Friday, November 18, 2011



Your response was awesome.  Contact has been made and we’re edging closer to finding out just how a little girl, alone in 1900’s London found her way to Canada.

Camilla Maude Fleming was barely 11 years old when her life came crashing down.  First her father, George dies in a crane accident in the London docks area of Greenwich.  That is a disaster in itself.  Remember these are the days before work and safety and compensation; with their father’s death, their mother is left destitute.  The family has lost its breadwinner.

Constance Olivia Fleming, their mother, is pregnant with her last child.  Myrtle Grace will be born five months after her father’s death.  The eldest of eight, Bernard George is apprenticed to the electrical trade. The other six children, Isabel, Francis, Ernest, Olive, Camilla Maude and Constance Anna are aged between 3 and 13 years.

Living with the Flemings in London are the children’s Sweeny grandparents, the aged Anna and Alfred.  By now, 1901, they are both in their late seventies.  Alfred is already in a work house for the elderly.  Within a few short years of the father, George Fleming’s death in a work accident, his 37 year old wife dies, followed by his aged mother in law, Anna Sweeny, and finally her husband Alfred Sweeny. 

The Fleming brood, all eight, aged from 3 months to 17 years, are on their own.

The Sweeny’s life, Anna and Alfred, has not been easy.  Constance Olivia is their youngest child, the baby of their 16 children, most of them born in Worthing, Sussex in the years when Alfred was the respected Tax Collector for the Worthing Town Council and the family lived in comfort, wanting for nothing.

But by the time Constance Olivia is born in Swansea, Wales, the Sweeny family has fallen apart, Alfred has lost his position with the Council, he has been imprisoned, bankrupted, their family has separated with six of their children taking flight to Australia.  There has been a great deal of recrimination and remorse.

None of which helps the younger Flemings.

1901 census for Bluebell Orphanage showing Camilla Fleming aged 10
 With the surviving 12 Sweeny children, all adults by 1901, living far apart and some not even knowing the other’s whereabouts, the orphaned Fleming youngsters are farmed out to orphanages and homes.   The new baby Myrtle is adopted by a young couple living just a few blocks away.

Many youngsters in homes and orphanages in the UK were moved enmasse to Australia and to Canada during the second world war.  But the Atlantic transmigration had actually started some time before then.  In the case of Canada as early as the late 1700s.

A number of  children were earmarked for work on farms or in townships.  Often siblings were sent to the same foreign country, but separately to different provinces.  Some reunited later, much later.  Others like Camilla Fleming were absorbed into a new life, completely and utterly losing contact with home and family.

Camilla might even be one of the young English girls pictured here, fresh off the boat in New Brunswick, facing a new life in a new country.

Another of the orphaned Fleming children, Francis Ivor, will find his way eventually to Fiji, where an Aunt Geraldine he has never met, but no doubt has heard mentioned in letters to his Grandmother, then lived.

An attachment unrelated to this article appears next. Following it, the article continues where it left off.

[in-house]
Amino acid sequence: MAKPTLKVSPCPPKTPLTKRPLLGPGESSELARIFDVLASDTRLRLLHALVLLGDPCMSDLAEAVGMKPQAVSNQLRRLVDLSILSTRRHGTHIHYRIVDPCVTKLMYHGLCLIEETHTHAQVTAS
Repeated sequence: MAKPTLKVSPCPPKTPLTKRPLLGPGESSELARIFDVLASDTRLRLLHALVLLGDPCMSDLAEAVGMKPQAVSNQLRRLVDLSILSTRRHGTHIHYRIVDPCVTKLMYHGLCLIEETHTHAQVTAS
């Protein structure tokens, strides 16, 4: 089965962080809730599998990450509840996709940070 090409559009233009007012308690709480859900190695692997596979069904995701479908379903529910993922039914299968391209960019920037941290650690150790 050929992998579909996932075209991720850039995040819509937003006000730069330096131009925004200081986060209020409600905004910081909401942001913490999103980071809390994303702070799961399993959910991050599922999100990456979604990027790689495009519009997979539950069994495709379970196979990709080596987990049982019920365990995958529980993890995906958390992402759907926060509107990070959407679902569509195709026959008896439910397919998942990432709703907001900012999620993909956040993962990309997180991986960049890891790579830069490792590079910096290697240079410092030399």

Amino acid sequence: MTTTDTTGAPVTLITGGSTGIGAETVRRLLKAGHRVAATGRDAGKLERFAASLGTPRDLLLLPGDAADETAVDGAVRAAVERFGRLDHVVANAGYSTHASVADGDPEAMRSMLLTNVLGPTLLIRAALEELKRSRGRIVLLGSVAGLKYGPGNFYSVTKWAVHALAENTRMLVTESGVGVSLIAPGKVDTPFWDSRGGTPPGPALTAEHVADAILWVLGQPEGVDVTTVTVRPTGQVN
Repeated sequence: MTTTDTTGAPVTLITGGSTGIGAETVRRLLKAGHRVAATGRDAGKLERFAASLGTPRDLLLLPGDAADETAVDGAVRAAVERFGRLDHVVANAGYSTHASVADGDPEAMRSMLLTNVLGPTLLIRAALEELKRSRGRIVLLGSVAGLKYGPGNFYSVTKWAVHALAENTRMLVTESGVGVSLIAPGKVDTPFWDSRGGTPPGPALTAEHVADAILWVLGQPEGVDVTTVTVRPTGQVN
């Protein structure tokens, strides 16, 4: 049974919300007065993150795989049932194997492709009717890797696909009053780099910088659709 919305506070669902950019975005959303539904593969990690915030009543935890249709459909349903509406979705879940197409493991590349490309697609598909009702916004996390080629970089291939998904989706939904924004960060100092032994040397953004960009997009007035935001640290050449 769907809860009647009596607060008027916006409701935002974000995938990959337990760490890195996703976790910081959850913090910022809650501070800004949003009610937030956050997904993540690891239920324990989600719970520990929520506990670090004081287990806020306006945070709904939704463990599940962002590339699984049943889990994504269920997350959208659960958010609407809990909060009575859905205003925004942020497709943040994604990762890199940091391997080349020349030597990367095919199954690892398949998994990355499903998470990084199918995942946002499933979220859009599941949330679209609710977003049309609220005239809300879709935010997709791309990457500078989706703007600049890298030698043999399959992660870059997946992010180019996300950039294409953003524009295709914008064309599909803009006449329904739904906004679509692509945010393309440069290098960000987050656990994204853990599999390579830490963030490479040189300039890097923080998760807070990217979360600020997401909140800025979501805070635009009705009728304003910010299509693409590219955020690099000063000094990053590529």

If you’ve been following my stories, you have read about Frank Fleming,  the WW1 pilot, government representative on Canton Island in the middle of the Pacific,  friend of Noel Coward;  you would know about his wife Lucy, and about the photos he took of my Grandmother, Maggie, his cousin.  Photos that resurfaced on the internet some 60 years after they had been taken.

And just recently you would have read my plea asking for help in contacting Linda Babiuk in Canada,  a lady who held the key to finding the long lost Camilla Maude Fleming, last heard of in 1901 in an orphanage on the outskirts of London.

We have made contact. Linda lives on Vancouver Island, curiously, a place my Reluctant Traveller and I visited and enjoyed on that 'Round the World' romp such a long time ago.   

 Linda is Camilla’s grand daughter, though she never knew her Gran by that name.  True to the tradition of many of the Sweeny children before her, at some time on her journey from England to Canada, Camilla has changed her name to Margaret. 

Why?  At this stage we have no idea.  Her present day family can only imagine the rocky path their Grandmother may have trod.  The loneliness and terror this little girl must have faced. 

Margaret-Camilla in later life.

Photo from Linda Babiuk’s family album.

The Sweeny children resorted to subterfuge to escape the shame of a father’s downfall.  Finding them in the various parts of the globe they finished up in, wasn’t at all easy, but find them we did, and who are ‘we’?

The Sweeny family’s descendants, grand children, nieces and nephews, all of us floating about in far flung corners of the globe...Peter, the two Kim’s, Malcolm countless others and me.  We chased clues, searched through old records, spent hours sitting in front of computers, discovered each other and eventually pieced together the story of an amazing family.  A family with an extraordinary number of secrets.

On my website you can follow the life story of the Four Sisters from Sussex, read the Ancestor Series about my Grandfather from Indiana, his Quaker origin and his showbiz life.

But while the Flemings in England have found this last missing member of their original family, the story of Camilla Maude is far from being complete.  Her life has yet to be traced.  Her movements from the orphanage in England to a life in Canada have yet to be unearthed.

But it is a start, and I for one, feel a warm glow of pleasure, a lost lamb returned to the fold.

As the story evolves I will keep you posted.  Meanwhile it’s marvellous to know we have kin in Canada,  welcome to the family, Linda and Cindy.

Robyn Mortimer November 2011